03.30.08 -- Fool -- the Acrostic

From the cover of “Fools Are Everywhere…”
Sunday, March 30, 2008
Click here for abridged post in LARGE PRINT.
Puzzle by Emily Cox & Henry Rathvon, edited by Will Shortz
This delightful Sunday acrostic anticipates the advent of April Fools’ Day with a quotation from a paragraph of FOOLS ARE EVERYWHERE: The Court Jester Around the World” by Beatrice K. OTTO:
“The connection between the jester and the poet worked both ways, and THE QUALIFICATIONS OF A GOOD JESTER INCLUDED THE ABILITY TO EXTEMPORIZE VERSE AND TROT OUT RHYMING RETORTS OR CRINGE-INSPIRING DOGGEREL. POETIC SKILL WAS A VITAL PART OF THE JESTER’S RAGBAG OF TRICKS AT ALL TIMES and in all places. The Elizabethan comic actor and jester Richard Tarlton was so renowned for his ability to extemporize witty verse that he gave his name to a verb, “to tarltonize,” and William Kemp, another Shakespearian clown, actor, was also known for this ability. Actors such as Kemp, needing the actual skills of the jester rather than the ability simply to play the part from a script, came very close to being jesters in their own right.”
The defined words: OAFISH (A. Crude and not very clever); TATTLED (B. Made like a blabbermouth); TAROT (C. Reading material for a cartomancer); OPERETTA (D. Lyrical form of amusement); FORECASTING (E. Weatherman’s job); OSTRACIZED (F. Banished by votes, cast on potsherds, once); OVERACT (G. Indulge in caricature); LITTLEJOHN (H. One of the Merry Men [2 wds.]); SIGHTGAG (I. Clown shoes or a fake arrow through the head, e.g. [2 wds.]); AMPLIFIED (J. Plugged in for playing; explained further); REJOINDER (K. Comeback from a wag); ESTRAGON (L. “Waiting for Godot” role for Robin Williams); EPIGRAM (M. Pearl of wisdom from Oscar Wilde or Dorothy Parker); VESTS (N. Garb often worn by magicians and jugglers); EXCALIBUR (O. Weapon thrown into a lake by Sir. Bedivere); RISIBILITY (P. Laughter, or an inclination to laugh); YORICK (Q. Fellow “of most excellent fancy,” to Hamlet); WOLFGANG (R. Puck seen on the Food Network); HUMORIST (S. Will Rogers or Ogden Nash, e.g.); ESPRIT (T. Jeu’___ [witticism]); REDSKELTON (U. Member of the first class of International Clown Hall of Fame inductees, 1989 [2 wds.]); ELOQUENT (V. Silver-tongued; expressively stated).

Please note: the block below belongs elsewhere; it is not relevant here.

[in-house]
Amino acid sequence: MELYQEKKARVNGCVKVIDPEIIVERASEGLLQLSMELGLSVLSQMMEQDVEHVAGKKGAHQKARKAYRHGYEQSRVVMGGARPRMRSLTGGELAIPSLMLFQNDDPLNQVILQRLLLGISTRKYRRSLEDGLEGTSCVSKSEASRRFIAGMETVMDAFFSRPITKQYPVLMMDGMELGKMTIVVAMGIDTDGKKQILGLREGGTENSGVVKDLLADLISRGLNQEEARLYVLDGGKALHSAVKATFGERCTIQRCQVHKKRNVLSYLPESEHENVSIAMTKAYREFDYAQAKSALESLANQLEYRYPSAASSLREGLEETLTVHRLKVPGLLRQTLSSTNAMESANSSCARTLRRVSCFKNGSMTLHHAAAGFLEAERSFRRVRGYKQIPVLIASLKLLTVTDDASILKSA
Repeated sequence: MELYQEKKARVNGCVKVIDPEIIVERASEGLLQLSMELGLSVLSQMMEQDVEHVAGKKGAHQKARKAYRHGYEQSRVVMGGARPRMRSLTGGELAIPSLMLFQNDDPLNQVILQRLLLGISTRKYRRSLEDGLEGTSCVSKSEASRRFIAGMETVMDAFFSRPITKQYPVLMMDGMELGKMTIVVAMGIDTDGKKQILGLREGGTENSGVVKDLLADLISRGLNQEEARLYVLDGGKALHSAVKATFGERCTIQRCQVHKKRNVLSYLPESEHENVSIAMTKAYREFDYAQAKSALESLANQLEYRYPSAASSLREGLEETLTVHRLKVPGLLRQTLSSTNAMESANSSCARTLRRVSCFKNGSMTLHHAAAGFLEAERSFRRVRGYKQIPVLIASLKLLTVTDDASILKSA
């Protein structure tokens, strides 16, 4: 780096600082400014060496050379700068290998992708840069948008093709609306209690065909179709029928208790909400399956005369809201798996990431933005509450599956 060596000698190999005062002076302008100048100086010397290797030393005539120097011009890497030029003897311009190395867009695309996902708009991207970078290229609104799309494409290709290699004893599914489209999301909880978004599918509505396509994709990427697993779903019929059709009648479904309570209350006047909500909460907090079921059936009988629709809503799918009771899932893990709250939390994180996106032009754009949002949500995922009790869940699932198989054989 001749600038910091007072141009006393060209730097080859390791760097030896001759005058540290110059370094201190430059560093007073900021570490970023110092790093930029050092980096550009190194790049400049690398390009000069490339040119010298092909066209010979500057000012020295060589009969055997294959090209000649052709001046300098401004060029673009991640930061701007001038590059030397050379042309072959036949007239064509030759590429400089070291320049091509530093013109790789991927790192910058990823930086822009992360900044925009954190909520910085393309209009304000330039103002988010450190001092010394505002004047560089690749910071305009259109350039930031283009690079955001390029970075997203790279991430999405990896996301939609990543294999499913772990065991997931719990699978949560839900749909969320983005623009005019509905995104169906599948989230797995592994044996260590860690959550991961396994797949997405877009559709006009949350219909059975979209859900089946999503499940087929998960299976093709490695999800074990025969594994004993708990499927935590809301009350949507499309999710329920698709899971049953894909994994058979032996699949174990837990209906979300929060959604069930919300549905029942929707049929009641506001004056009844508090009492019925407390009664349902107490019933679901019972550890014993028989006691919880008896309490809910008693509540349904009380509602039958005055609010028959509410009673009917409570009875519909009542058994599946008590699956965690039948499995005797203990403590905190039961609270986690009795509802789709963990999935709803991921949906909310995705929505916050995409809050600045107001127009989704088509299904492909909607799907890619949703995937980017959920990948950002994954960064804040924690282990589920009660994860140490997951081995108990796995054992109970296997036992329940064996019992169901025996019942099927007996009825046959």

I wish I were a clever-enough ass to express what a wonderfully cheerful and brilliant acrostic that Emily Cox, Henry Rathvon & Will Shortz have given us -- but then how could I be taken seriously? Suffice to say that this acrostic is enormously entertaining -- and one up on the April Fool!
Click on image to enlarge.
Puzzle available on the internet at
THE NEW YORK TIMES -- Crossword Puzzles and Games
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Leon said...

Thanks for the write-up. I was inspired to do my first acrostic knowing that your site would help explain my missteps which were esprit and Red Skelton.

DONALD said...


I am very fond of the acrostic, it's one of the few extra puzzles I indulge myself -- did you do it electronically or on paper? I use the internet and transfer to paper -- because of the "bookkeeping" involved with letters & numbers, etc.